While the offensive part of Izzy’s game is the part that is enshrined in the record books, she never slacked off on defense either. WWG gave her its girls basketball Lockdown Defender award as a freshman and at least a share of its Competitive Spirit award her freshman, sophomore and junior seasons.

“There’s this good quote, ‘Offense sells tickets, defense wins games,’ so I kind of take that to heart,” Klumper said. “I’ve got to take care of the ball and make good decisions offensively, but defense is really the way to win a game or keep the lead up.”

“She wanted to play in games,” Dan Klumper added with a laugh, adding that he’s not going to play student-athletes who aren’t going to work to defend at a high level.

The Chargers defeated Edgerton 45-44 in their regular-season finale, led by 16 points from sophomore forward Leah Carter, to enter the Section 3A Tournament at 22-4. After a 58-25 win over MCC in their first tournament game, the second-seeded Chargers found themselves matched up against the third-seeded Flying Dutchmen for the second year in a row.

Last time around, Edgerton ended WWG’s season by a final score of 52-41 despite 25 points and five 3-pointers from Klumper.

This time around, the Chargers came out motivated. Klumper went down early with a knee injury but still, WWG went into halftime tied 23-23. That knee injury turned out to be a torn ACL; Klumper did not return to the game and WWG lost 52-51.

“It was a hard pill to swallow, knowing it was my last high school game and not being able to play,” Klumper said. “Just watching my teammates was something that I’ll never forget, feeling that kind of helplessness.”

Still, the injury doesn’t mark the end of the road for Klumper’s basketball career; while the six-to-nine-month recovery timetable won’t have her ready at the beginning of the fall, she is still planning on playing competitive basketball again next year after committing to the University of Sioux Falls. The Cougars went 9-18 last season but are full of young talent; each of their three leading scorers on the season last year was a freshman while their fourth was a sophomore.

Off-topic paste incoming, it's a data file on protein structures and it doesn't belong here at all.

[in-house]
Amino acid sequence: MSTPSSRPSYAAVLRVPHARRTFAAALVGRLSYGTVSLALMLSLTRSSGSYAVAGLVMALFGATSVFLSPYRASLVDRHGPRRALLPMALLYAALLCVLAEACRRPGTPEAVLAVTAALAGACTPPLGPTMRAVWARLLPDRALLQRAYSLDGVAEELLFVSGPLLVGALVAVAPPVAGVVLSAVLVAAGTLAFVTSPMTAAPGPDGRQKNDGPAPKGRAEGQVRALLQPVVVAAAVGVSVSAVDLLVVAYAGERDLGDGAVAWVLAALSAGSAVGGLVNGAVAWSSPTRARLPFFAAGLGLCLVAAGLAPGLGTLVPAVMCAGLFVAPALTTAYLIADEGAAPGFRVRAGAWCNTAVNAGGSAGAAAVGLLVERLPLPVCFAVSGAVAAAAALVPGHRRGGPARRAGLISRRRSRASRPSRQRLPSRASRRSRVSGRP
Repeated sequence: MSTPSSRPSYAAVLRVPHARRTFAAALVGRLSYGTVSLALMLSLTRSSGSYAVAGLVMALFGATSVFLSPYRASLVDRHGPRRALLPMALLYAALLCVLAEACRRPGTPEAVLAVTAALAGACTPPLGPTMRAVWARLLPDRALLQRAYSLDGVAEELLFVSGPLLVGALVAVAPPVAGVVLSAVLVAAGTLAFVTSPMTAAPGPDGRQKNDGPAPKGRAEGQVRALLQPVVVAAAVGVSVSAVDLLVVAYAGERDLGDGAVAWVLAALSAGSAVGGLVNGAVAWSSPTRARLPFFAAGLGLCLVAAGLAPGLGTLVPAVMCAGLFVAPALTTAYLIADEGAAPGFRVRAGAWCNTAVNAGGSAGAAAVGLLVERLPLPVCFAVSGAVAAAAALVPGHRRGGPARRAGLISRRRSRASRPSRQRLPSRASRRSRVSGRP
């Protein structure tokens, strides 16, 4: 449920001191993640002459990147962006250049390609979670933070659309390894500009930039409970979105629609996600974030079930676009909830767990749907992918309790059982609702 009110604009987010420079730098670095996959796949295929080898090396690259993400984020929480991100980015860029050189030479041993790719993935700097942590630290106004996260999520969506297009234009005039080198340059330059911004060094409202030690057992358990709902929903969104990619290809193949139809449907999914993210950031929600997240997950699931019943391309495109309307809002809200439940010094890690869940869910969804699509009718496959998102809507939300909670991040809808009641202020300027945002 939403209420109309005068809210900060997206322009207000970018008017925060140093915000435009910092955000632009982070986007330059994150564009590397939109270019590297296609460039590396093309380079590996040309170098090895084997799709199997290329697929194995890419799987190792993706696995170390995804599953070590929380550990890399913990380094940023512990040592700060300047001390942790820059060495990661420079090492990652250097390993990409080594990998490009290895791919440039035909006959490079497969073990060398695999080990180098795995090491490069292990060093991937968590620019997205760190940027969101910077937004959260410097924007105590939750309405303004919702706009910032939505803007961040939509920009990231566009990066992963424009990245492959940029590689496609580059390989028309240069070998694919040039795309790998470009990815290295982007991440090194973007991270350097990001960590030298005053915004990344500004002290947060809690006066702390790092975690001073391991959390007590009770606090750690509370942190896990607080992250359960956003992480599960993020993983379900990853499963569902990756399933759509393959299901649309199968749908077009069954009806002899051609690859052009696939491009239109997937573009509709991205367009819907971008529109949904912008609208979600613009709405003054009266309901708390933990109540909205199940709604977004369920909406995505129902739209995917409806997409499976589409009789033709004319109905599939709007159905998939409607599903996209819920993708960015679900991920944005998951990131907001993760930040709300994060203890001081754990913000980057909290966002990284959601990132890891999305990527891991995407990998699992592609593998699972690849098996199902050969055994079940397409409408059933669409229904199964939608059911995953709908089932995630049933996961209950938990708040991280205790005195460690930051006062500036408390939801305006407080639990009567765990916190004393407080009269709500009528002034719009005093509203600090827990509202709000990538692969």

Klumper wanted to emphasize the importance of her teammates in both her individual success and the team’s success.

“There are no individual accomplishments without a team because it’s a team sport, but there’s also no individual accomplishment without a tremendous amount of time, commitment and sacrifice from the individual,” Dan Klumper said. “[Izzy] had a really good team to play with, a lot of awesome players, but she also put in a lot of hard work on her own.”

Izzy added that the support of the community was also one of the highlights of her senior year, seeing how the people from the Westbrook-Walnut Grove area increasingly came out to support the team.

“It showed the girls on my team, myself and the younger girls in this community that girls can play basketball. Those goals aren’t out of reach,” Izzy Klumper said. “You can be a great girls basketball player, not just a boys basketball player… We had so many people at our playoff games, our home games, even some away games. I think that was a big thing that will stick out in my mind.”